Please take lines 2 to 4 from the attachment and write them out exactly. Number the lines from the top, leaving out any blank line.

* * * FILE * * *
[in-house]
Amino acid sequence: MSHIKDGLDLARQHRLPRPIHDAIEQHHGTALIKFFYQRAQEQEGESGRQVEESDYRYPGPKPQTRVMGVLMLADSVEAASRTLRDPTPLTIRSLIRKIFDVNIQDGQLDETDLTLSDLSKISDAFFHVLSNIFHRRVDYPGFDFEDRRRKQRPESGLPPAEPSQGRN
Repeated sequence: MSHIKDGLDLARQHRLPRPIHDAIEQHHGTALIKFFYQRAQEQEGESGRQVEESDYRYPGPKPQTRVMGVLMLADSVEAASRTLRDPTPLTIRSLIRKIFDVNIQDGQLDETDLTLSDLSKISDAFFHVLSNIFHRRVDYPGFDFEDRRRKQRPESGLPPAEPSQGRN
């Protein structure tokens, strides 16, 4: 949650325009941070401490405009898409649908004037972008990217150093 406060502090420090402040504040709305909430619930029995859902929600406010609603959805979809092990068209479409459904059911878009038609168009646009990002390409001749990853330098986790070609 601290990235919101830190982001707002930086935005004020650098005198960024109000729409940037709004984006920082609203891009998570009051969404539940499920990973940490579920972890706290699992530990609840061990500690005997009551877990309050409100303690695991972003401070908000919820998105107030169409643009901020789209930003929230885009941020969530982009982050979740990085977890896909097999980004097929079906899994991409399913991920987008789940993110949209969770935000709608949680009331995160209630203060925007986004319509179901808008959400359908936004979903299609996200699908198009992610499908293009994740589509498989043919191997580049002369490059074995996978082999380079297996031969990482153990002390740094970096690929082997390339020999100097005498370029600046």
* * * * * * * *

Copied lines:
Amino acid sequence: MSHIKDGLDLARQHRLPRPIHDAIEQHHGTALIKFFYQRAQEQEGESGRQVEESDYRYPGPKPQTRVMGVLMLADSVEAASRTLRDPTPLTIRSLIRKIFDVNIQDGQLDETDLTLSDLSKISDAFFHVLSNIFHRRVDYPGFDFEDRRRKQRPESGLPPAEPSQGRN
Repeated sequence: MSHIKDGLDLARQHRLPRPIHDAIEQHHGTALIKFFYQRAQEQEGESGRQVEESDYRYPGPKPQTRVMGVLMLADSVEAASRTLRDPTPLTIRSLIRKIFDVNIQDGQLDETDLTLSDLSKISDAFFHVLSNIFHRRVDYPGFDFEDRRRKQRPESGLPPAEPSQGRN
């Protein structure tokens, strides 16, 4: 949650325009941070401490405009898409649908004037972008990217150093 406060502090420090402040504040709305909430619930029995859902929600406010609603959805979809092990068209479409459904059911878009038609168009646009990002390409001749990853330098986790070609 601290990235919101830190982001707002930086935005004020650098005198960024109000729409940037709004984006920082609203891009998570009051969404539940499920990973940490579920972890706290699992530990609840061990500690005997009551877990309050409100303690695991972003401070908000919820998105107030169409643009901020789209930003929230885009941020969530982009982050979740990085977890896909097999980004097929079906899994991409399913991920987008789940993110949209969770935000709608949680009331995160209630203060925007986004319509179901808008959400359908936004979903299609996200699908198009992610499908293009994740589509498989043919191997580049002369490059074995996978082999380079297996031969990482153990002390740094970096690929082997390339020999100097005498370029600046």